It's party time for zombie companies everywhere as "high yield" is now officially "low yield."
The record stock market euphoria and the resulting "dash for trash" seen in recent days as pennystock after pennystock has exploded higher on the back of bull raids orchestrated by redditors and complicit hedge fund managers, has spilled over into the junk bond market where the average yield on US junk bonds just dropped below 4% for the first time ever as investors keep piling into an asset class historically known for its "high yields" (hence the name), although if sub-4% is considered high then there is a problem.
As shown below, the Bloomberg Barclays U.S. Corporate High-Yield index dipped to 3.96% on Monday evening, its sixth straight session of declines.
Despite the recent rise in nominal treasury yields amid surging 10Y breakevens, investors have continued to gobble up junk bonds at a record pace as an alternative to the "not so high yield" offered by what is known as less-risky bonds such as Treasurys.
The surge in demand for junk, which is now also explicitly backstopped by the Fed which last year purchased various high yield ETFs effectively removing risk from the equation, has led to the strongest start to any year on record according to Goldman.
As a result of this unprecedented demand for junk, a majority of new issues, even those rated in the riskiest CCC tier of junk, have been hugely oversubscribed. So much so, in fact, that according to Credit Suisse, this year has witnessed a remarkable rally in lower quality HY paper with the "triple hooks", i.e., the lowest quality CCC bonds up already +1.9% for the year and yields now sitting at record lows at 6.7% for our the broad Credit Suisse index.
While CCC bonds have outperformed the rest of the market for three consecutive months, according to Bloomberg, the spread compression means that there is now virtually no difference between the various junk bond tranches: notes rated single-B now average a 4.30% yield, while BBs yield 3.05%.
"I've never seen anything like this", said a fixed income bond manager who has lived through the euphoria of the housing bubble and lived to tell about it.
Meanwhile, as Bloomberg adds, demand for the debt has outweighed supply by so much that in a novel spin on reverse inquiry "some money managers are even calling companies to press them to borrow instead of waiting for deals to come their way."
Indeed, the ravenous appetite for the lowest quality paper has fueled a spike in issuance with January seeing $8.2bn in CCC supply, the busiest month for that rating since... the financial crisis.
It also means that the infamous PIK are back. According to Bloomberg, the relentless demand for crap means that "some of the riskiest types of transactions come to market, such as bonds that are used to fund dividends to a company’s owners and so-called pay-in-kind bonds that allow a borrower to pay interest with more debt."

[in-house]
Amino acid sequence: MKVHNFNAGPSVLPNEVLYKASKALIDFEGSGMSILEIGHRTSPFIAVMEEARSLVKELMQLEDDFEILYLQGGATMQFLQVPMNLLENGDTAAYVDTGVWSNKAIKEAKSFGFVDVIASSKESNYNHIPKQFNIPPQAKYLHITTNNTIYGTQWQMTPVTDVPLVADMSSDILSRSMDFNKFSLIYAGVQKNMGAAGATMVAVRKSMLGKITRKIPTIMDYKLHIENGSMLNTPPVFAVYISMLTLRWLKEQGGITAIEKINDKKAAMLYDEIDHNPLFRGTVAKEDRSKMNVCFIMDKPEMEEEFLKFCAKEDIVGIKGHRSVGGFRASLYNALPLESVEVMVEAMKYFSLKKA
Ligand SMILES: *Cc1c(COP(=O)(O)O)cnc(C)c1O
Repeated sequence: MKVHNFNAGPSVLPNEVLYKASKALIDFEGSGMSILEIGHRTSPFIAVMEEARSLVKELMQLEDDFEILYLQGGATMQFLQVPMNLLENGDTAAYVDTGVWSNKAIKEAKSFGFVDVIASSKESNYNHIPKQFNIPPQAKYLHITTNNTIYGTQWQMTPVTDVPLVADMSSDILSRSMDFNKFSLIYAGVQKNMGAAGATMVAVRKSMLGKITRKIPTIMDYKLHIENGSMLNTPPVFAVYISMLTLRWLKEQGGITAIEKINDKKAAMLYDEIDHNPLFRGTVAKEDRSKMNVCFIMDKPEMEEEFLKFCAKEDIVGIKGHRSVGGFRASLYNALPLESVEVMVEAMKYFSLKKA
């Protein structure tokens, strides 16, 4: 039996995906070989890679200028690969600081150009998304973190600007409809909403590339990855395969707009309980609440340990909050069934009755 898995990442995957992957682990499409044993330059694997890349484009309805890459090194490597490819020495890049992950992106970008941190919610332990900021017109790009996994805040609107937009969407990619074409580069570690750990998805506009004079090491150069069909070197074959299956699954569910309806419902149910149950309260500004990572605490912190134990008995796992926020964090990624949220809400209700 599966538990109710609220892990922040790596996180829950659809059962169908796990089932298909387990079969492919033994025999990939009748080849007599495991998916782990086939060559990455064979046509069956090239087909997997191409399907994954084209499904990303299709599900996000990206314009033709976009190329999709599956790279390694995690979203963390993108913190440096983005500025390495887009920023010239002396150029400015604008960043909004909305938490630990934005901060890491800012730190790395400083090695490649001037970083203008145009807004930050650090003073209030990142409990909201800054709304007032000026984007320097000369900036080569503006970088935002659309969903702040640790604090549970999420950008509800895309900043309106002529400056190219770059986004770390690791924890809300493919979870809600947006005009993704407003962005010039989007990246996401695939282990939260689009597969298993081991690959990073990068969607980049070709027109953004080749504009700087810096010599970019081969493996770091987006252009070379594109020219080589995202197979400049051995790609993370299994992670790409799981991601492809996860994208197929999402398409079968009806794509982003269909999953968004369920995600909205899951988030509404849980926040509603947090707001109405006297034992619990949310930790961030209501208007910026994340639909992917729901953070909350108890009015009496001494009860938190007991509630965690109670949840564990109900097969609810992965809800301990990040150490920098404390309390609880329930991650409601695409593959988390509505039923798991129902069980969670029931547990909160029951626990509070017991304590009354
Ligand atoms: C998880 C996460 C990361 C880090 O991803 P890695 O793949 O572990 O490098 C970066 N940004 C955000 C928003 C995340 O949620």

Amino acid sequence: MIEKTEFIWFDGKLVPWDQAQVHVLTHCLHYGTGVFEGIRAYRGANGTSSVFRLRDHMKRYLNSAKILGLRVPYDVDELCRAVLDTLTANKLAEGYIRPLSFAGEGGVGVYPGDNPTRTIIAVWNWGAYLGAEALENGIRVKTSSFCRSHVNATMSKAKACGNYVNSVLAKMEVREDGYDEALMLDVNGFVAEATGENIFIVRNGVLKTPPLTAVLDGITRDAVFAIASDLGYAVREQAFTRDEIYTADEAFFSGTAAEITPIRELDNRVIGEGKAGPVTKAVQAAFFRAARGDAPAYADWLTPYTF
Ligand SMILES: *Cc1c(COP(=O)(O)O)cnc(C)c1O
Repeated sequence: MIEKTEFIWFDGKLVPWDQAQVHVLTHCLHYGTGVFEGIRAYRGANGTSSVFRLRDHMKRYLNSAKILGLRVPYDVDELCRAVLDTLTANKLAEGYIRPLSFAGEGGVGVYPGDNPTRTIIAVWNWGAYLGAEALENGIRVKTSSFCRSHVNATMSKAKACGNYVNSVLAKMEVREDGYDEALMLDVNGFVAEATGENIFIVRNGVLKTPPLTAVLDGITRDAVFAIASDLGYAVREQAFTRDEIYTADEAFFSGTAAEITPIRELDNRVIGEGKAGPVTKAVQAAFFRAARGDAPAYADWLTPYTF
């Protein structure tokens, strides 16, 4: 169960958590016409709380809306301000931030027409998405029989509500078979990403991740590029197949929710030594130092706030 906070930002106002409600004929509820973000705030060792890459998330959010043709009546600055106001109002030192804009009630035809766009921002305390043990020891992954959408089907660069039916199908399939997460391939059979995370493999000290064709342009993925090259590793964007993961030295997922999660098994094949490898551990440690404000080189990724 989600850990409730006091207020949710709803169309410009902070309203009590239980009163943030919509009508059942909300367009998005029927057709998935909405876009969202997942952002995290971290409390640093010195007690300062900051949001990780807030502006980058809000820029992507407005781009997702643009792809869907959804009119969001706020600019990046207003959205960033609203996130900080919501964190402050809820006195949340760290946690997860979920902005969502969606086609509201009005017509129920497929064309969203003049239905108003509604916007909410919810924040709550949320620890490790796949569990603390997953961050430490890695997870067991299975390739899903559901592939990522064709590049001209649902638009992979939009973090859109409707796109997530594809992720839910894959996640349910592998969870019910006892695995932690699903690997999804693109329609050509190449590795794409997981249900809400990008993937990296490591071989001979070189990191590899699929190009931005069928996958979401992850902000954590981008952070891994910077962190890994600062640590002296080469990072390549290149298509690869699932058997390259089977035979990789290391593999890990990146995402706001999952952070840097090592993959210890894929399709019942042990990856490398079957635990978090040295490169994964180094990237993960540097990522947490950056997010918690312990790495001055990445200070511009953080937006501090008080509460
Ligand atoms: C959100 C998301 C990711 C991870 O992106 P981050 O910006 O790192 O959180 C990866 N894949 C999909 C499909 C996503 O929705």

Furthermore, in a remarkable twist, the rally has now become self-sustaining because as CS also note, the rally has opened up a rare window of opportunity for CCC names to refinance as average coupons now sitabove average yield, which means that the lower yields drop, the more CCC issuance will flood the market!
While this avalanche of junk is great news for zombie corporations which will be able to obtain cheap access to cash, allowing them to continue their cash burning, deflationary existence for another year or two, it's an ominous sign for the bond investors buying paper at the absolute top of the market because even the smallest hiccup would send yields soaring. Then again, judging by their comments, not only are they not worried, they just want moar: Speaking to Bloomberg, David Norris, head of U.S. credit at TwentyFour Asset Management, said that CCCs bonds which have accounted for a significant chunk of recent supply, may be one of the best parts of credit this year:
“This robust new issue pipeline of lower-quality credit is worth poring over as there are likely to be some good stories in here for investors with sufficient liquidity to get involved,” he said.
It wasn't clear if he was trying to convince others or himself that his purchases are prudent, because while the party can and will go on as long as there are greater fools, one look at the fundamentals...
... confirms that the party will only last as long as central banks keep injecting hundreds of billions into the market each and every month.